what emotion is my adopted/foster child dealing with?

what emotion is my child dealing withRuby is acting out in class, her teacher says she doesn’t follow the rules, she gets up from her chair to talk to other kids, is downright disrespectful to her, and has even been physically aggressive toward other kids. She’s a big handful.

At home, Conner’s hitting his siblings and parents, hiding under the bed, sneaking food, and a host of his other behaviors baffle his parents.

What’s going on??? It can make a foster or adoptive parent go crazy trying to question in cloudsnail down what exactly the issue really is. More discipline? Less discipline? More rewards? Less time playing? More time playing? You’ve done this right? You’ve gone through the solutions, and you’re still running into a big question mark.

In my dozens (more than 200) of articles on this website, and in my published work, I’ve talked about what you can do to help your foster or adopted child. I’ve talked about how to overcome sleep issues, anger, the lies our children believe, how to have better school days, why consequences and rewards don’t work for a hurting child, and the feelings an adopted or foster child has. However, there’s still such a large part that falls on the parents shoulder (well, everything does land there, I’m just here to help guide you through it).

One of the parenting obstacles you’re going to face is:

What emotion is my child dealing with? 

I once heard an adoptive parent say they realized they’d been combating the wrong emotion, fear, when their child was actually dealing with shame. The thing is, if you consider yourself, or anyone you know who hasn’t been through a traumatic life, it’s probable that many times you’re dealing with several emotions at once. We aren’t simplistic beings who only feel fear, loneliness, shame, gratitude, anger, resentment, etc. at a given time. Sure this would be true if we were in the middle of a car accident and our car was careening off the highway, but most of the time that’s not the case. Many emotions can be felt all at once (for some of us anyway).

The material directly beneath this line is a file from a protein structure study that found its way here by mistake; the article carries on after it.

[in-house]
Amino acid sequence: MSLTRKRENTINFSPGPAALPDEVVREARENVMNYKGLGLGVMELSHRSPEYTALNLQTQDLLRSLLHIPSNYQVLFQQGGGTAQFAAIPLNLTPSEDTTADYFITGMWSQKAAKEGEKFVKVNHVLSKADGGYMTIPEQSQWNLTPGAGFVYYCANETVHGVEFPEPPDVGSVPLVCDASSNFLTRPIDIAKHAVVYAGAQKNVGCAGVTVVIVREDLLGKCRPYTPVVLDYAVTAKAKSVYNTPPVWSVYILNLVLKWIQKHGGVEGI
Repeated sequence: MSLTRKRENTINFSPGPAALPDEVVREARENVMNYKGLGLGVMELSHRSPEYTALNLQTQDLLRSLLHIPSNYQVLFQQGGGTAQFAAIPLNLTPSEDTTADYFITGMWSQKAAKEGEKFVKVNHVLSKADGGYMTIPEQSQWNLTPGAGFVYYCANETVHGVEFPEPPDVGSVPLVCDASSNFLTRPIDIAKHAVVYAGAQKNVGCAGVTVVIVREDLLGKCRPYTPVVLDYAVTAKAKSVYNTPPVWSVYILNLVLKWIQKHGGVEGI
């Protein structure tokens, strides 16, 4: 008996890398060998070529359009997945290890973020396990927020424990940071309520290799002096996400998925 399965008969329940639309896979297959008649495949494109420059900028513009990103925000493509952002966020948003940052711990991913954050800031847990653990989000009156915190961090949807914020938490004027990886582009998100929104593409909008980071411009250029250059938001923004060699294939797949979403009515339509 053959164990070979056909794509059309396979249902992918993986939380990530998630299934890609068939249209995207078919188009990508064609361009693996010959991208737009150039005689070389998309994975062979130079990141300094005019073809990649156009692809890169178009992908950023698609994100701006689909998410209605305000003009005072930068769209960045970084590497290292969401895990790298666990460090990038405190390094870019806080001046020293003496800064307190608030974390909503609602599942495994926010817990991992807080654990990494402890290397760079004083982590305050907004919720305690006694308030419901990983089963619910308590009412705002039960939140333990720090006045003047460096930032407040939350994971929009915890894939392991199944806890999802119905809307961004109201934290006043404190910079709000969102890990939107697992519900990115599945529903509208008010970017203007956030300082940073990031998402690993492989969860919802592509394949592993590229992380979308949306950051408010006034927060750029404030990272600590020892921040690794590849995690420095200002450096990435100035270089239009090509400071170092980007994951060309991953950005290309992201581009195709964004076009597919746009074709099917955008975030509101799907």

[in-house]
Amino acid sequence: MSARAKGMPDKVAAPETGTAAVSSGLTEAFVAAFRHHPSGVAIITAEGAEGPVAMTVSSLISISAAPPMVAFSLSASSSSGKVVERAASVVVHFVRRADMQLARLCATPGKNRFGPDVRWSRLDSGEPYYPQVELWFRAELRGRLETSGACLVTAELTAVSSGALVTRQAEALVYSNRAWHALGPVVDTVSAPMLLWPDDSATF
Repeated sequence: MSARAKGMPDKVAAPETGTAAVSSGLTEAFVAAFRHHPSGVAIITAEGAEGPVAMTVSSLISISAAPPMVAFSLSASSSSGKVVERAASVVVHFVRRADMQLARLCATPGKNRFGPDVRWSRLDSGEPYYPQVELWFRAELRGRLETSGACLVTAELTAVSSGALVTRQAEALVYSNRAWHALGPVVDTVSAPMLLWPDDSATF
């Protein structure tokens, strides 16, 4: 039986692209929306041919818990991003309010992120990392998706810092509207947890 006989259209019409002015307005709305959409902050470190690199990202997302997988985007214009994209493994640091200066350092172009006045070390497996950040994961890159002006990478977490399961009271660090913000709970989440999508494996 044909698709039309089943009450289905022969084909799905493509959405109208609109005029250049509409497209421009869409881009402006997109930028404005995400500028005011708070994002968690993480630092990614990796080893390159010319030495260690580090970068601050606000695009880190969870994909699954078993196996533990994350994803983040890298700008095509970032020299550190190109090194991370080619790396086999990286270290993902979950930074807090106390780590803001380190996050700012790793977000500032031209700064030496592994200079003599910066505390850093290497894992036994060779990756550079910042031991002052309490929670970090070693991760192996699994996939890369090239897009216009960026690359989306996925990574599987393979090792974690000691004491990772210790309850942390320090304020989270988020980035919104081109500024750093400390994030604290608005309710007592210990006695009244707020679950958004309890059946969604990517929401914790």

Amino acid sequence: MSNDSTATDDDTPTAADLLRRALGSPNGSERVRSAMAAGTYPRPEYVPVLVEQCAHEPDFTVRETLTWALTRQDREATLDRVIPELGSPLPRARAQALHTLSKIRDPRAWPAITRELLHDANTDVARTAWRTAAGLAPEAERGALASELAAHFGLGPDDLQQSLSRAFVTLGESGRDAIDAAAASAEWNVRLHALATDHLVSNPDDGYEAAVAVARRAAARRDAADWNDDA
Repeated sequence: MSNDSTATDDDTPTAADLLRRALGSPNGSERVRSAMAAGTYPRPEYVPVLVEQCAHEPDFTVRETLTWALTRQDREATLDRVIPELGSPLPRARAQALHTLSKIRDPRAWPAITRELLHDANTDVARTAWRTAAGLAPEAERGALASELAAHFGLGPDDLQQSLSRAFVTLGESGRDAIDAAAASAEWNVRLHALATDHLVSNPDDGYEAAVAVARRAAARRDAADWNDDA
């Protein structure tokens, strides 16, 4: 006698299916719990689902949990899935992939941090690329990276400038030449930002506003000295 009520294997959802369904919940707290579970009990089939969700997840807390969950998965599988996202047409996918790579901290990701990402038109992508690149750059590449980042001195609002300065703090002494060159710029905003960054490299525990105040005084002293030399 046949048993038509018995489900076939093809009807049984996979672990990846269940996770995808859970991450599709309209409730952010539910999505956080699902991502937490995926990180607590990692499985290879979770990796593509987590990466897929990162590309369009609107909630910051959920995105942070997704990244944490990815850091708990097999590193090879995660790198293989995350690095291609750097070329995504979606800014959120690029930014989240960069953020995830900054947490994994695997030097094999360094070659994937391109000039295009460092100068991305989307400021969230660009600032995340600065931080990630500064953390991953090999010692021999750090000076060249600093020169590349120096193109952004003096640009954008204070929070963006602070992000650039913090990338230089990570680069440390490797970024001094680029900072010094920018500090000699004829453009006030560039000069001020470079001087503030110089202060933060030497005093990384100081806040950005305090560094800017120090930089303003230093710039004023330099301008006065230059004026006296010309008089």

Now think of your child and what they’ve been through. You might not know, but if they’re from an orphanage, then a foster family in another country, or from the U.S. and sent to foster care, you can bet they faced FAR more than they were ever meant to. What emotions do you think they’re dealing with? Oh, the list would be extensive: loss, fear, uncertainty, anger, hate, disappointment, apathy, and the list goes on.

We need to take an all-inclusive look at what our child might be weighted with. We might take a certain emotion and deal with it one moment, but we might swing around and deal with another just minutes later.  And the truth is, many times we don’t know what specifically is bothering our child, so we love them.

We make sure we’re there for them any time they need us.